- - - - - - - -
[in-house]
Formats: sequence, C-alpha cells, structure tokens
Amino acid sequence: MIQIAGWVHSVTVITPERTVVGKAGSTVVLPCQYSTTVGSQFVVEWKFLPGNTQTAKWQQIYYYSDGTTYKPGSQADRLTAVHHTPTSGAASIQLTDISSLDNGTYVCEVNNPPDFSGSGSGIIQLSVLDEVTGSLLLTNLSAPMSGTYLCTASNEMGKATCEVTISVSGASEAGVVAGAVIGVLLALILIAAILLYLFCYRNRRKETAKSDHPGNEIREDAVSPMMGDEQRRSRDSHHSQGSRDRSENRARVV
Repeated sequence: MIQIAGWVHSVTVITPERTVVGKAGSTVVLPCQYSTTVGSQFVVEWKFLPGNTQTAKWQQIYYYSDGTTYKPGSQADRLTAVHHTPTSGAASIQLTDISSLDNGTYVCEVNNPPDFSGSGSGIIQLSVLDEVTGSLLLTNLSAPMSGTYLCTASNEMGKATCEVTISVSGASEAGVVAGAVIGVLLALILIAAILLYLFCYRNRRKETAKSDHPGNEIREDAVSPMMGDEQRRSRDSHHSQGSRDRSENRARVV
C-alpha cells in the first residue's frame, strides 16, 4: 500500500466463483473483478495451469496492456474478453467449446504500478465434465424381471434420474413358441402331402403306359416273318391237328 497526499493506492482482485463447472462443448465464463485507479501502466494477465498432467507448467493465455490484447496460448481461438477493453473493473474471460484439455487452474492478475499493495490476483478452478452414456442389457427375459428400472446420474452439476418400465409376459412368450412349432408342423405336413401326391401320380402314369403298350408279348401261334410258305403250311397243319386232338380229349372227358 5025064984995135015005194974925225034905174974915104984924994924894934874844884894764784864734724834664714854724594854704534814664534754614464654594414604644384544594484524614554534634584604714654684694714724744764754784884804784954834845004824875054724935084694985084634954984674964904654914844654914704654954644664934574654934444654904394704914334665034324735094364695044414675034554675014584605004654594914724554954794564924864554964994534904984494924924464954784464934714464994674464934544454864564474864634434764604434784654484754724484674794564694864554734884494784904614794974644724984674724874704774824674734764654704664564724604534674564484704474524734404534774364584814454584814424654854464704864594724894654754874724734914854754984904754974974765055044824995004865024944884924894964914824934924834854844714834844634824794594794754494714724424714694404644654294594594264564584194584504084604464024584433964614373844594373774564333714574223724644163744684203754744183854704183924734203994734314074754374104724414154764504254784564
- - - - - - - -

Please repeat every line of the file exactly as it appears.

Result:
[in-house]
Formats: sequence, C-alpha cells, structure tokens
Amino acid sequence: MIQIAGWVHSVTVITPERTVVGKAGSTVVLPCQYSTTVGSQFVVEWKFLPGNTQTAKWQQIYYYSDGTTYKPGSQADRLTAVHHTPTSGAASIQLTDISSLDNGTYVCEVNNPPDFSGSGSGIIQLSVLDEVTGSLLLTNLSAPMSGTYLCTASNEMGKATCEVTISVSGASEAGVVAGAVIGVLLALILIAAILLYLFCYRNRRKETAKSDHPGNEIREDAVSPMMGDEQRRSRDSHHSQGSRDRSENRARVV
Repeated sequence: MIQIAGWVHSVTVITPERTVVGKAGSTVVLPCQYSTTVGSQFVVEWKFLPGNTQTAKWQQIYYYSDGTTYKPGSQADRLTAVHHTPTSGAASIQLTDISSLDNGTYVCEVNNPPDFSGSGSGIIQLSVLDEVTGSLLLTNLSAPMSGTYLCTASNEMGKATCEVTISVSGASEAGVVAGAVIGVLLALILIAAILLYLFCYRNRRKETAKSDHPGNEIREDAVSPMMGDEQRRSRDSHHSQGSRDRSENRARVV
C-alpha cells in the first residue's frame, strides 16, 4: 500500500466463483473483478495451469496492456474478453467449446504500478465434465424381471434420474413358441402331402403306359416273318391237328 497526499493506492482482485463447472462443448465464463485507479501502466494477465498432467507448467493465455490484447496460448481461438477493453473493473474471460484439455487452474492478475499493495490476483478452478452414456442389457427375459428400472446420474452439476418400465409376459412368450412349432408342423405336413401326391401320380402314369403298350408279348401261334410258305403250311397243319386232338380229349372227358 5025064984995135015005194974925225034905174974915104984924994924894934874844884894764784864734724834664714854724594854704534814664534754614464654594414604644384544594484524614554534634584604714654684694714724744764754784884804784954834845004824875054724935084694985084634954984674964904654914844654914704654954644664934574654934444654904394704914334665034324735094364695044414675034554675014584605004654594914724554954794564924864554964994534904984494924924464954784464934714464994674464934544454864564474864634434764604434784654484754724484674794564694864554734884494784904614794974644724984674724874704774824674734764654704664564724604534674564484704474524734404534774364584814454584814424654854464704864594724894654754874724734914854754984904754974974765055044824995004865024944884924894964914824934924834854844714834844634824794594794754494714724424714694404644654294594594264564584194584504084604464024584433964614373844594373774564333714574223724644163744684203754744183854704183924734203994734314074754374104724414154764504254784564